Tuesday, February 22, 2011

State Senator Mark Obenshain Comments on the Passage of Eminent Domain Reform

Mark Obenshain represents the Virginia 26th state senate district, which includes Harrisonburg.  He released the following statement.

“It was almost anticlimactic: after years of efforts and weeks of scrambling to find a way to get the resolution through this year, the Senate just approved a constitutional amendment on eminent domain reform by a 35-5 vote!
 The first order effect of the Kelo case was to deprive a woman in New London, Connecticut of her family home so that the local government could turn around and sell it to a developer. The City claimed that it would result in more jobs and tax dollars. (In fact, neither has occurred since the project was never built.) The second order effect, however, was to spark a wave of new property rights protections in states across the nation - a wave on which Virginia missed out.
 Today, we belatedly took the first (and hardest) step toward doing something about that, when the Senate approved a constitutional amendment on eminent domain reform patroned by Delegate Johnny Joannou (D-Portsmouth). I worked closely with Delegate Joannou in working to find a way to get HJ 693 through the Senate after Joannou, in an incredible performance, maneuvered it through the Senate Committee on Privileges and Elections (P&E). The P&E Committee,which hears all proposed constitutional amendments, had always killed such proposals in the past, including my own SJ 307.
 It took a lot of effort, a few late night sessions, and the support and assistance of property rights advocates across the Commonwealth, but I'm delighted to be able to declare victory today - not for myself, and not even for Johnny (though he deserves enormous credit for getting this done!), but for all property owners in Virginia. There's work left to do, the greatest remaining hurdle being that the General Assembly will have to adopt the resolution a second time next session, but this is a huge step forward, and puts us comfortably on the path of finally making "public use" mean precisely that. We've crossed the Rubicon.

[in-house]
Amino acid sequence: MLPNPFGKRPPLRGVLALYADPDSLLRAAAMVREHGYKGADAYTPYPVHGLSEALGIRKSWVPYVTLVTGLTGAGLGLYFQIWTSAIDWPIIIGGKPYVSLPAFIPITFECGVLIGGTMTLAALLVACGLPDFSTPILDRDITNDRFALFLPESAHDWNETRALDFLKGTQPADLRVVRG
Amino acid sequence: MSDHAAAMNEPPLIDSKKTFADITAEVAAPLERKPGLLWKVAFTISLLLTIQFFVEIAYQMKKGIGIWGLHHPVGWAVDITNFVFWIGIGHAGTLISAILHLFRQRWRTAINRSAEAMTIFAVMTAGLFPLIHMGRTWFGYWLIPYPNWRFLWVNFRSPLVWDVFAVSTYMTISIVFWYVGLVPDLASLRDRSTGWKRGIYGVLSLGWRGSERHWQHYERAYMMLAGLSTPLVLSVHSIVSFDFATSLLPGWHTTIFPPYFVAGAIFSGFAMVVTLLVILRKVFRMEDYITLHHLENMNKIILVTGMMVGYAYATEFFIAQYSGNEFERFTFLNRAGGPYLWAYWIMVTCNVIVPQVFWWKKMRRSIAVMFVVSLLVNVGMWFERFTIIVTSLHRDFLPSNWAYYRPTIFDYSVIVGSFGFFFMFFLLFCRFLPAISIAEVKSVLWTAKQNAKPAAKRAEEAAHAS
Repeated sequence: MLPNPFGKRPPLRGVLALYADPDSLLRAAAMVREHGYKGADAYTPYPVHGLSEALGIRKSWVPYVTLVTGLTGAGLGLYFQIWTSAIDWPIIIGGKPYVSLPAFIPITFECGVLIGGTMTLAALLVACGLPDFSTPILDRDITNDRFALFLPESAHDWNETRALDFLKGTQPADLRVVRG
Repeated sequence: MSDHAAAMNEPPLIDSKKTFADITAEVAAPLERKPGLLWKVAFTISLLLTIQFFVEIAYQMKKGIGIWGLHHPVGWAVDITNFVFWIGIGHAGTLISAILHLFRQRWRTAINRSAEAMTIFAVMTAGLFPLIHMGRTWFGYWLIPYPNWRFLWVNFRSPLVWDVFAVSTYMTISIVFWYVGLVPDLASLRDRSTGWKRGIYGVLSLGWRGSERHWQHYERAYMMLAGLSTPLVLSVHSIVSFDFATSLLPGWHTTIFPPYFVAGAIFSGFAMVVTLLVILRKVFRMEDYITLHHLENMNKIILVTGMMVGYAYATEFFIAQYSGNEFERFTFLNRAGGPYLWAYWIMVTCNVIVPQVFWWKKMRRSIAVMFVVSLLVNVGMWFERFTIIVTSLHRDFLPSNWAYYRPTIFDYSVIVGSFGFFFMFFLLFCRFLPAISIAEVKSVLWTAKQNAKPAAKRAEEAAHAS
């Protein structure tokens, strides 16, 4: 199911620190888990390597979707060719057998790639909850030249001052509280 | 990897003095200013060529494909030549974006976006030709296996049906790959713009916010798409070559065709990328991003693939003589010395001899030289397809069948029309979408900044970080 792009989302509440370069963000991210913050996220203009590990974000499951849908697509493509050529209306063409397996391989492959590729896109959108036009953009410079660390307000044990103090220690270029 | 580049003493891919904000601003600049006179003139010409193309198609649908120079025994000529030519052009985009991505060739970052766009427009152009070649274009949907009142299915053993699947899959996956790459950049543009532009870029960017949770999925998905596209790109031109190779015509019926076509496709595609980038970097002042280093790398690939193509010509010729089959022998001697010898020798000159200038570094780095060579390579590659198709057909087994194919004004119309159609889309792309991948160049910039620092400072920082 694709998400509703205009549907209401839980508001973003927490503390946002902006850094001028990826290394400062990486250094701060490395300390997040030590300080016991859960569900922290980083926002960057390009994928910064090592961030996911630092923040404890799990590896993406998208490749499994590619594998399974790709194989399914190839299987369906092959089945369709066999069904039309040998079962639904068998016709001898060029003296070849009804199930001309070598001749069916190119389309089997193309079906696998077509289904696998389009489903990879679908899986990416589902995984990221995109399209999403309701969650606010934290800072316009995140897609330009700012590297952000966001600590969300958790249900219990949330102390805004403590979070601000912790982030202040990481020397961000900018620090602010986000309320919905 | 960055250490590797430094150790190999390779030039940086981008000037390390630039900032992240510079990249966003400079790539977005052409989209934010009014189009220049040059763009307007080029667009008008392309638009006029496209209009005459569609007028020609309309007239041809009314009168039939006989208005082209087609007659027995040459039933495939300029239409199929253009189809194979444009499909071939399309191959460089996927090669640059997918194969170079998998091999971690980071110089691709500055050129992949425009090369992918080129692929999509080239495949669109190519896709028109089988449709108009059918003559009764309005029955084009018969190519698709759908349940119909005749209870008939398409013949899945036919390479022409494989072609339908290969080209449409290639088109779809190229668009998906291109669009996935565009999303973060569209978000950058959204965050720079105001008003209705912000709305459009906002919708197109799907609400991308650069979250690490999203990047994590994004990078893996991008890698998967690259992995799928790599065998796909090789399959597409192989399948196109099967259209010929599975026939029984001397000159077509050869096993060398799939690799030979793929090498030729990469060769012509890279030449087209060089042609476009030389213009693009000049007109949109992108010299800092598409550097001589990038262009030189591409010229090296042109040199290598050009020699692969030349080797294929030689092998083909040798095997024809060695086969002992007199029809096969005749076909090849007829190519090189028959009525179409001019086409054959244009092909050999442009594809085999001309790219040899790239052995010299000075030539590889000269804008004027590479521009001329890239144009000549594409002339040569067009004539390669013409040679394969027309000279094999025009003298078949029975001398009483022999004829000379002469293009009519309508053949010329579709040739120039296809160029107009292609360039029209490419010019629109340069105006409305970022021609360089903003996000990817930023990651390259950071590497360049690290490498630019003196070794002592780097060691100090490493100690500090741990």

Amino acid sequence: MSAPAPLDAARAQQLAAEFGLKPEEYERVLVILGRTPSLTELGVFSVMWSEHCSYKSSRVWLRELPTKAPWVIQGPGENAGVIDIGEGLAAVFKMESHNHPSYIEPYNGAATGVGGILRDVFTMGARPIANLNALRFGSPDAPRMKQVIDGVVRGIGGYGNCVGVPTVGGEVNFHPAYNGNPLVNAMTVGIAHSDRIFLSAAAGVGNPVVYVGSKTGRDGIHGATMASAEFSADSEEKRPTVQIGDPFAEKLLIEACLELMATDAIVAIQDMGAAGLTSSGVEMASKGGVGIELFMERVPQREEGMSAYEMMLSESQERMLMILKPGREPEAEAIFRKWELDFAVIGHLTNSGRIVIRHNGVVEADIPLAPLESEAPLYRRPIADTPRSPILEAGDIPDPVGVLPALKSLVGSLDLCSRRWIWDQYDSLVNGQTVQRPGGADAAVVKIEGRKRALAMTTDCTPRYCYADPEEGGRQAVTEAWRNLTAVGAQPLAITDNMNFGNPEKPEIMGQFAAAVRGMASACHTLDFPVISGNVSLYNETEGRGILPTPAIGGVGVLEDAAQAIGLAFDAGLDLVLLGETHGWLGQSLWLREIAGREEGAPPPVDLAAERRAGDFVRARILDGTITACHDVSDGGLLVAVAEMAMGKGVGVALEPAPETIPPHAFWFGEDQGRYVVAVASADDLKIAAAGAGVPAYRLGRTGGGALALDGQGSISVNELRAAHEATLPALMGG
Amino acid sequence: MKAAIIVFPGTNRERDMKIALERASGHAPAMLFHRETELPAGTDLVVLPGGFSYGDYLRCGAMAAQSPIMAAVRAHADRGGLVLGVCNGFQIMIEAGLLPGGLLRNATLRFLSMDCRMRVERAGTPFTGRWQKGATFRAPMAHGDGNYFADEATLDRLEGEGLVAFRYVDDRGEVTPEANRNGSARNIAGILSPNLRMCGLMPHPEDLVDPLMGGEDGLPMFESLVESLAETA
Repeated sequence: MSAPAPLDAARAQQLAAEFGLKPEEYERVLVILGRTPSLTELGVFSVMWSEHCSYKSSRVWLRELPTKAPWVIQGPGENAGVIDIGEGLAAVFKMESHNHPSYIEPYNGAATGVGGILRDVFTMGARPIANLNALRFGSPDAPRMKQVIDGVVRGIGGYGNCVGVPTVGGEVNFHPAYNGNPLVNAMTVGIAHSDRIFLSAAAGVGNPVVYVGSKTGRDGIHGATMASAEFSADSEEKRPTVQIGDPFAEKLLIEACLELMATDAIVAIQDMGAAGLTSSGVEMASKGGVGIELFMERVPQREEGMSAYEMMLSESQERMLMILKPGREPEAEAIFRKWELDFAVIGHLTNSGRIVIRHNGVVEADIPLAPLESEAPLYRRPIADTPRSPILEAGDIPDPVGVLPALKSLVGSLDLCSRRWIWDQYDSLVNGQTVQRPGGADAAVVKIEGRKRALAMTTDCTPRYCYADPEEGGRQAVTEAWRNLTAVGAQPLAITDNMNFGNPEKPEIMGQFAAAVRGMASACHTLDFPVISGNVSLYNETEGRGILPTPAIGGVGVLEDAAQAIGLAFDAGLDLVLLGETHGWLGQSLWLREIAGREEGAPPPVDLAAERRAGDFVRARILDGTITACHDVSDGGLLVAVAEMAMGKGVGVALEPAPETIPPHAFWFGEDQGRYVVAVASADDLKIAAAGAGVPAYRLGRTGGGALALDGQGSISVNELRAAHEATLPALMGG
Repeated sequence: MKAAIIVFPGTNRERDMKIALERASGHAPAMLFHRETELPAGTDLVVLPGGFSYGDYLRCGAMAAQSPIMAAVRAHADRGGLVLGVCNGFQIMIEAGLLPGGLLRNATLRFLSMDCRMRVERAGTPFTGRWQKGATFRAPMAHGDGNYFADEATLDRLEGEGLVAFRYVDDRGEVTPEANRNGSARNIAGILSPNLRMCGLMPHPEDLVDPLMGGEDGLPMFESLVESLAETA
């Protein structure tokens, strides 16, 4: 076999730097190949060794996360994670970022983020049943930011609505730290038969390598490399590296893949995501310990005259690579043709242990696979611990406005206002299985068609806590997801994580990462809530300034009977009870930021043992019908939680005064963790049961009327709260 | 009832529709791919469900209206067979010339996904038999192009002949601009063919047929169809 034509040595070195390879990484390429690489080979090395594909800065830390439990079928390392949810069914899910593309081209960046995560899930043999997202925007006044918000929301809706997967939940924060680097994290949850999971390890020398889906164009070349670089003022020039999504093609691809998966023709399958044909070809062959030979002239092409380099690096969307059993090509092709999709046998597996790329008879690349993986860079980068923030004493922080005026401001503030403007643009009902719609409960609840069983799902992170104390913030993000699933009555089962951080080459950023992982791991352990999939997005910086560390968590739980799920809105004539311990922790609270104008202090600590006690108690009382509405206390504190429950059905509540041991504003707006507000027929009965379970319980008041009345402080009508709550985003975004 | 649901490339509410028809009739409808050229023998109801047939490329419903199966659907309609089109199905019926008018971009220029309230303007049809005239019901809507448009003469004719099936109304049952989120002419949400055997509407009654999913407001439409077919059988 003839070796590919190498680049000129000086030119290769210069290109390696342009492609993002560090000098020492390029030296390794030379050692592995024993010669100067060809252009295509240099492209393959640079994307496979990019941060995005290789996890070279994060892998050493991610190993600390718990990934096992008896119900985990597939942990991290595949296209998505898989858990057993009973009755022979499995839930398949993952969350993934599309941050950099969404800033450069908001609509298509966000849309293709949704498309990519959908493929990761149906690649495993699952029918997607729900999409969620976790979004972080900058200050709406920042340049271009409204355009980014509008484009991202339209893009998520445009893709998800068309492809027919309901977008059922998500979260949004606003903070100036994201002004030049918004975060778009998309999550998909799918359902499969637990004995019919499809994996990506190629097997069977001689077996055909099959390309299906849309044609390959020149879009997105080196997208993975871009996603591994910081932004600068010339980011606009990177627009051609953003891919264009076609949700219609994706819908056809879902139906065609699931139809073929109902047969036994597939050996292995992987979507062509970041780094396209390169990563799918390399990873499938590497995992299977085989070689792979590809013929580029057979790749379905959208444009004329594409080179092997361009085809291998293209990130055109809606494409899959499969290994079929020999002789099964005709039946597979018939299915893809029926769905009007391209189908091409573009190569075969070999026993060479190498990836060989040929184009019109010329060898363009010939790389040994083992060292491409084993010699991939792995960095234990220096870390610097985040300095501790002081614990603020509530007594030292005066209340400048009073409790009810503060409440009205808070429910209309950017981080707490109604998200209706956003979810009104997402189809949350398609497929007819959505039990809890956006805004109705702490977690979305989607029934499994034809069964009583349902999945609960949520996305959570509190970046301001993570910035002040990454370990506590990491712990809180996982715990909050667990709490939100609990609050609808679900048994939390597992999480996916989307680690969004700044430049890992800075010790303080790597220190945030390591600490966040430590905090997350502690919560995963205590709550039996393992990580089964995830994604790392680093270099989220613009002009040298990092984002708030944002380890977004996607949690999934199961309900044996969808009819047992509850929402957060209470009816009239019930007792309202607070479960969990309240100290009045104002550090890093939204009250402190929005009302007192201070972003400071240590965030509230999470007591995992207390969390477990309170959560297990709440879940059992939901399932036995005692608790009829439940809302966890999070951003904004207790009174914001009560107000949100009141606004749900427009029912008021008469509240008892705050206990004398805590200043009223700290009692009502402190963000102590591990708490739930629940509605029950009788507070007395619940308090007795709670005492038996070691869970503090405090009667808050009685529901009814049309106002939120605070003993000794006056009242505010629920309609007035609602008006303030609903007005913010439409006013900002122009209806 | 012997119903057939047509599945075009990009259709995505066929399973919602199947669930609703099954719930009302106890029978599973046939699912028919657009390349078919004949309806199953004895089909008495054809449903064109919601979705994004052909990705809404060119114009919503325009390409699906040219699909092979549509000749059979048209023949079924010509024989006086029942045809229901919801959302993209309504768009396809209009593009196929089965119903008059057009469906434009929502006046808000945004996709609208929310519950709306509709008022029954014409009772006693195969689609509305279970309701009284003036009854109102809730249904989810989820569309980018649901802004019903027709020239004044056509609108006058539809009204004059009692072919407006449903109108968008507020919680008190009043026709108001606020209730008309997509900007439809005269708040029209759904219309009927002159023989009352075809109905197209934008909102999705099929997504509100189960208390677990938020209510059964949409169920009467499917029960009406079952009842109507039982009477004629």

And everyone wanted in on it. Narrower language died in subcommittee, and my motion to bring it to the floor died on a party line, 18-22 vote. HJ 693 reported out of committee on a narrow 8-7 vote, but once the outcome looked certain, the vote on passage was 31-8. And even that wasn't the end of it, as we then reconsidered the vote on passage and did it again. This time it was 35-5, with all but one of the seven who voted against the bill in committee supporting it on the floor.
It's true that the bill was amended on the floor, but I guarantee you that that wasn't what drove that many members to have a change of heart - not when the amended version still went at least as far as SJ 307, which Senate Democrats refused to even give a hearing in full committee!”

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